Pussy Riot


pussy-riot-tom tom magazine female drummers

Tom Tom is excited to present contributions from several authors on recent events surrounding the Russian band Pussy Riot. Pussy Riot’s imprisonment and trial drew much-needed attention to critical conversations about politics, feminism, and creative freedom in the international media. Erica Flores (Rock Camp for Girls Los Angeles/Lost Beats) wrote a summary of recent events; Los Angeles artist/writer AL Steiner contributed a fierce personal piece on Pussy Riot’s confrontation of patriarchal structures, and lastly, sts (Rock ‘n’ Roll Camp for Girls/STLS) and Bree McKenna (The Stranger/Tacocat, Seattle WA) reflect on the influence of PR on their communities and themselves.  News reports as of mid-September 2012 indicate that high-level leaders in Russia’s government may be pushing for Pussy Riot’s release. Tom Tom hopes this is the case. Regardless, we are thankful for the work they have done to bring some critical issues to the forefront of global political conversations, and encourage our readers to take inspiration from their courage and expression in their own work. —Lisa Schonberg

 pussy-riot-tom tom magazine female drummers

Erica Flores

Over the past few months, the world has been captivated by the case of Nadezhda Tolokonnikova, Maria Alekhina, and Yekaterina Samutsevich, known collectively as Pussy Riot. Their guerilla punk protest in a cathedral and subsequent trial turned the group into one of the most fascinating cause célèbres in recent memory. Countless articles have been penned in the wake of their Kafka-esque trial and sentencing, most focused on trying to decipher Pussy Riot’s intentions. Placing the group in a larger cultural and historical context, it becomes clear that the question isn’t so much “What did they mean?” as “Where will this lead?”

Formed in the fall of 2011, Pussy Riot is a collective of around 30 members, some performers and some more technical members responsible for editing videos and uploading them to the internet. Taking their musical cues from riot grrrls of the ’90s, the band combines overtly feminist lyrics with confrontational performances. Visually, their style is a nod to the Guerilla Girls and the Zapatistas, groups that appropriated masks as a means of protection and to underscore the nebulous structure of a collective. Anyone sympathetic to the cause can don a mask and claim the movement as their own. In a way, the band itself is an amalgamation of the two — politically minded performance artists who have been punished by an oppressive government unwilling to acknowledge any criticism of corruption.

Pussy Riot is not the first band to use performance art as a means of political protest, but they are the first to do so in a way that adapts historical and contemporary political contexts to a 21st century global media framework. In doing so, Pussy Riot has shown that they are well versed in their philosophical and activist ancestry not only in their messaging, but in their usage of mediums as well. It sounds hyperbolic, but consider that Pussy Riot went from a small guerilla performance in a subway station to being discussed in public interviews by global leaders, philosophers, and the world’s biggest pop stars in under a year.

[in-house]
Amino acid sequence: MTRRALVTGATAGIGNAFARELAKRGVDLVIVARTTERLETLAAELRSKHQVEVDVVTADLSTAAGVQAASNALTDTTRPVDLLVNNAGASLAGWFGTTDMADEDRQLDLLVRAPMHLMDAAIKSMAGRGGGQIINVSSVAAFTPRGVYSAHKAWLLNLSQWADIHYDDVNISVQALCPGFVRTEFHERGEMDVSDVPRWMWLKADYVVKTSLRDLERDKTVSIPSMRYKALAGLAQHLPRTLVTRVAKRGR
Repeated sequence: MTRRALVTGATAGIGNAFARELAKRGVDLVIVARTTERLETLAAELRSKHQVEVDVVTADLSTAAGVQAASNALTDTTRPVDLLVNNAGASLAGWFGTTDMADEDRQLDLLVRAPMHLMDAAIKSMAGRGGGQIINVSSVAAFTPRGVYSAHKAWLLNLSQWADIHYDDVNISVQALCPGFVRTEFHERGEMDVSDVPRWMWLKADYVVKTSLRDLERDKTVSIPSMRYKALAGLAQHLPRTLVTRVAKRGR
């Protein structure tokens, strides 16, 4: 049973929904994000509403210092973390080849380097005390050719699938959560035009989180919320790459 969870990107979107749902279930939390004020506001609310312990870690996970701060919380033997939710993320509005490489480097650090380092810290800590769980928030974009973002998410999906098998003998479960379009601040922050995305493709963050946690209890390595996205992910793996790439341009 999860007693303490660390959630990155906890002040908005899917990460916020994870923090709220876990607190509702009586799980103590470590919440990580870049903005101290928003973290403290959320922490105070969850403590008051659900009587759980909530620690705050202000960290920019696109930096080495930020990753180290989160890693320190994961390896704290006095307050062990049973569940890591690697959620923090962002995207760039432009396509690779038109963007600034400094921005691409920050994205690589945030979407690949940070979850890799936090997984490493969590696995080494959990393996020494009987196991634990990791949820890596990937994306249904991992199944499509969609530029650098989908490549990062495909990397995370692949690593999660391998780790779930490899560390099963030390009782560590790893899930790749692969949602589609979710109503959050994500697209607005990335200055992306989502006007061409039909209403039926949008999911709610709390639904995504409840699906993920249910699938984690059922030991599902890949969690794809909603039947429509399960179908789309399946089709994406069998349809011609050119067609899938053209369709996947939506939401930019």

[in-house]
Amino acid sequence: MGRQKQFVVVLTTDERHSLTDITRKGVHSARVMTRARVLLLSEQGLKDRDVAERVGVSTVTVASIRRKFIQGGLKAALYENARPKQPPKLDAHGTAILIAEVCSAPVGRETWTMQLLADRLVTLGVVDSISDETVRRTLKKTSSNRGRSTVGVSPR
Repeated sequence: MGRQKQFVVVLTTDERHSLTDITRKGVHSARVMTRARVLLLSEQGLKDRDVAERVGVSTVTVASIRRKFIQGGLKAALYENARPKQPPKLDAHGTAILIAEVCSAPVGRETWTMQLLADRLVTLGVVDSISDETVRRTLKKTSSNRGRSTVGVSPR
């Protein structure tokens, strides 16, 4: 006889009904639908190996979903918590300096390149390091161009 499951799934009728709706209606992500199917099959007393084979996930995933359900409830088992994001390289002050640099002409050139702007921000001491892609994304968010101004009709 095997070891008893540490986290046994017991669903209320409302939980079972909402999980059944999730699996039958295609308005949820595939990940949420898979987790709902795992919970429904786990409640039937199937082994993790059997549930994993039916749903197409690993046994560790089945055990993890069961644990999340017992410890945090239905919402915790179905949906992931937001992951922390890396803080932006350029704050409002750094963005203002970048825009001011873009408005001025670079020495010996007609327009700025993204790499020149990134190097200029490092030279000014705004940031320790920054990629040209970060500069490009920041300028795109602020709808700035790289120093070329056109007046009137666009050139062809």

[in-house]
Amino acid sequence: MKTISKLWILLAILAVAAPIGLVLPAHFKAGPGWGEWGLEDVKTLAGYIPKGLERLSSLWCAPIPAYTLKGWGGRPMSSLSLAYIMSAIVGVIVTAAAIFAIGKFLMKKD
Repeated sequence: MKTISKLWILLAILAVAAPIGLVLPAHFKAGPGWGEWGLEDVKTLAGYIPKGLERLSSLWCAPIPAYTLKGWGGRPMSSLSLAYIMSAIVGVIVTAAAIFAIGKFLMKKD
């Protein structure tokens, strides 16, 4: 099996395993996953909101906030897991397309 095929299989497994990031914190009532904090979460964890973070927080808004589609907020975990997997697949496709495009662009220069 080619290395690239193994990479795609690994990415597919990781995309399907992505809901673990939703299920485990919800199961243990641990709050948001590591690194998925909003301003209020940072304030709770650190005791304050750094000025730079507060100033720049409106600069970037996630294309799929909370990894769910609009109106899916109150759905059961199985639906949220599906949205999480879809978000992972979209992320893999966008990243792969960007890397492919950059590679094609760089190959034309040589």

Pussy Riot’s use of social media is noteworthy for a few reasons. The group acknowledges influences of philosophers like Guy Debord, so it would be naïve to disregard the idea that they grasped the potential of social media as a means of spectacle. In fact, the collective’s understanding of the importance of the social relationship between people and mediated images is exactly what helped make the videos go viral.

Their first videos, “Release the Cobblestones” and “Kropotkin Vodka,” featured the band performing in a Moscow metro station, inside a high end department store, and on a (disrupted) fashion show runway. Spectators to the performances seem equally bemused, confused, and annoyed. Their next performances took place on carefully chosen political locations – directly outside a jail and Lobnoye Mesto, the “Place of Skulls.” (The latter of which has incorrectly long been rumored to be a site of executions, but was in fact mainly used by tsars to announce new decrees.)

In a pragmatic sense, the viral nature of the videos was a predicating factor in their arrest. The band was immediately (albeit briefly) arrested after the performance of “Putin Pissed Himself” at Place of Skulls, but arrests and detentions for their performance at the church did not occur for a few weeks after the video was posted. Whether this was due to the impending election, the fear of more Russian dissidents mobilizing, or the simple logistics in finding the Pussy Riot members (or any combination of the three) is anyone’s guess.

The punk prayer at the Cathedral of Christ the Savior in Moscow is the protest that landed Pussy Riot in court.  In the run up to the 2012 election, Putin courted Orthodox Church officials in hopes of using endorsements from the church to quell civil unrest from those opposed to his third term. Patriarch Kirill I, leader of the Orthodox Church, happily obliged, declaring Putin’s rule “a gift from God.” Pussy Riot’s performance at the cathedral focused on the collusive relationship between Putin and the Church, calling for the Virgin Mary to drive Putin out, ending his rule.

Finding themselves subject to very public criticisms, the Church and Putin lashed out. While much has been said of their trial, it is best summarized as a cartoonish exercise in futility. A parade of “victims” testified on behalf of the prosecution, claiming to be morally scarred by the 40 second performance. A number of the witnesses for the state did not actually witness the protest at the cathedral, and instead recalled the horror of watching the video on YouTube. The prosecution argued the performance was not a political protest, but an act of blasphemy and hooliganism motivated by religious hatred and possibly Satanism. Repeatedly, the defense’s questions and witnesses were dismissed.